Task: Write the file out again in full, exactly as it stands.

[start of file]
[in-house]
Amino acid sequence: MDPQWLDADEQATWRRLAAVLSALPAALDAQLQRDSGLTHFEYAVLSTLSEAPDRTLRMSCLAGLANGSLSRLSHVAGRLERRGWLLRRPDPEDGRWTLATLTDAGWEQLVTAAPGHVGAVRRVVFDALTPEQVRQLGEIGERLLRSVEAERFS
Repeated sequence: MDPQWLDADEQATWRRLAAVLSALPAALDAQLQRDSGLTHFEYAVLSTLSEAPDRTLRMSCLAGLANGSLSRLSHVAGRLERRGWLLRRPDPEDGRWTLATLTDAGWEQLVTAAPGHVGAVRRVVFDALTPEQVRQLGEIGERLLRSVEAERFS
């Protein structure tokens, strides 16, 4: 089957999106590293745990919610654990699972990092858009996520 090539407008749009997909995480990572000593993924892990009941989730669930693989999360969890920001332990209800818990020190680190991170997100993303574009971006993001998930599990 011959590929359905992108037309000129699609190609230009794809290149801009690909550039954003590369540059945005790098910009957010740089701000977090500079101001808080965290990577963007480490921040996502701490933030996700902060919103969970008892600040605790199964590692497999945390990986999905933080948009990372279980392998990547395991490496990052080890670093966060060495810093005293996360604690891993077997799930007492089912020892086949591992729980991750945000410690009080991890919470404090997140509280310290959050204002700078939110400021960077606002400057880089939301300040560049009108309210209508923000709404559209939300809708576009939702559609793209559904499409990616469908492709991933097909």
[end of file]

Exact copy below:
[in-house]
Amino acid sequence: MDPQWLDADEQATWRRLAAVLSALPAALDAQLQRDSGLTHFEYAVLSTLSEAPDRTLRMSCLAGLANGSLSRLSHVAGRLERRGWLLRRPDPEDGRWTLATLTDAGWEQLVTAAPGHVGAVRRVVFDALTPEQVRQLGEIGERLLRSVEAERFS
Repeated sequence: MDPQWLDADEQATWRRLAAVLSALPAALDAQLQRDSGLTHFEYAVLSTLSEAPDRTLRMSCLAGLANGSLSRLSHVAGRLERRGWLLRRPDPEDGRWTLATLTDAGWEQLVTAAPGHVGAVRRVVFDALTPEQVRQLGEIGERLLRSVEAERFS
């Protein structure tokens, strides 16, 4: 089957999106590293745990919610654990699972990092858009996520 090539407008749009997909995480990572000593993924892990009941989730669930693989999360969890920001332990209800818990020190680190991170997100993303574009971006993001998930599990 011959590929359905992108037309000129699609190609230009794809290149801009690909550039954003590369540059945005790098910009957010740089701000977090500079101001808080965290990577963007480490921040996502701490933030996700902060919103969970008892600040605790199964590692497999945390990986999905933080948009990372279980392998990547395991490496990052080890670093966060060495810093005293996360604690891993077997799930007492089912020892086949591992729980991750945000410690009080991890919470404090997140509280310290959050204002700078939110400021960077606002400057880089939301300040560049009108309210209508923000709404559209939300809708576009939702559609793209559904499409990616469908492709991933097909």